The Ambassador in Great Britain (Page) to the Secretary of State
[Received April 21.]
My Dear Mr. Secretary: I take the liberty to report to you the following very remarkable coincidence. Your first long Note to the British Government reached us by cable in cipher on the 24th of December,33 which was the day before a week’s holiday—ten days’ holiday in fact—for they make much of Christmas here and everything is suspended for at least ten days. Your last Note to the British Government34 was received in cable the day before the Easter holiday, which is the other great holiday in English life. Under normal conditions everybody leaves London, official people and all, for nearly a fortnight during these two holidays; and most of all the principal papers skip an issue for about half the days in these holidays.
Of course we shall never send many more long notes, and of course it could never happen again that any one of them would come just on the eve of one of the two long holidays, so that there is no use in our making a note guarding against a repetition of these unfortunate dates, and I merely report this to you as one of the curiosities of life and as an explanation of the apparently unusual length of time that had to elapse before publication. The Englishmen take their holidays very seriously.
But the publication of this last Note, as you have of course been informed, came off all very well, and it has had an excellent reception from the Press. I have not yet had any discussion of it officially because Sir Edward Grey has gone off to rest a little to keep from [Page 701] breaking down, but I have just heard this morning that the Prime Minister remarked that as a lawyer he regarded it as a very able document, and he thought that the stress was laid on exactly the right places.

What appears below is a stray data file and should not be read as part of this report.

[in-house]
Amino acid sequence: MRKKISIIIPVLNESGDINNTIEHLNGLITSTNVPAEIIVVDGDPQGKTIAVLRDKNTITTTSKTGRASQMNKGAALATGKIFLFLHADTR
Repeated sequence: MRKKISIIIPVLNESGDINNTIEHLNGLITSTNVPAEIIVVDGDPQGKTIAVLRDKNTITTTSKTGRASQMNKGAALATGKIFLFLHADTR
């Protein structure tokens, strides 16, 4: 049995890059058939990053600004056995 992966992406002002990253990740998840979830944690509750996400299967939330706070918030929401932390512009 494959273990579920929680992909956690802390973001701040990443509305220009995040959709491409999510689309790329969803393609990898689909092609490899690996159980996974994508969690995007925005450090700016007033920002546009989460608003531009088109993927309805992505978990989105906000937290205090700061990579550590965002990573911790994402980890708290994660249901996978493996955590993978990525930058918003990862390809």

I do take the liberty, however, to make the following suggestion, that, in case of any future long notes, you might consider the propriety of sending them by mail. They would really reach me practically as soon as they can be made ready by cable. When you count the time required to put them in cipher, to translate out of the cipher and to secure corrections, I believe that we would gain time, and of course we would save expense, by sending them by the pouch, unless of course there was some special reason for wishing to save possibly a day. I should like an expression of opinion from you regarding this method of transmission of any answer, provided it is a long answer, that the British Government may give to your last Note. If we say nothing about the despatch of the Note, the newspaper people will of course have no reason to be inquisitive.
With my congratulations on the continued good feeling between this Government and our own, which was never better at any period since the war began than it is now,
I remain [etc.]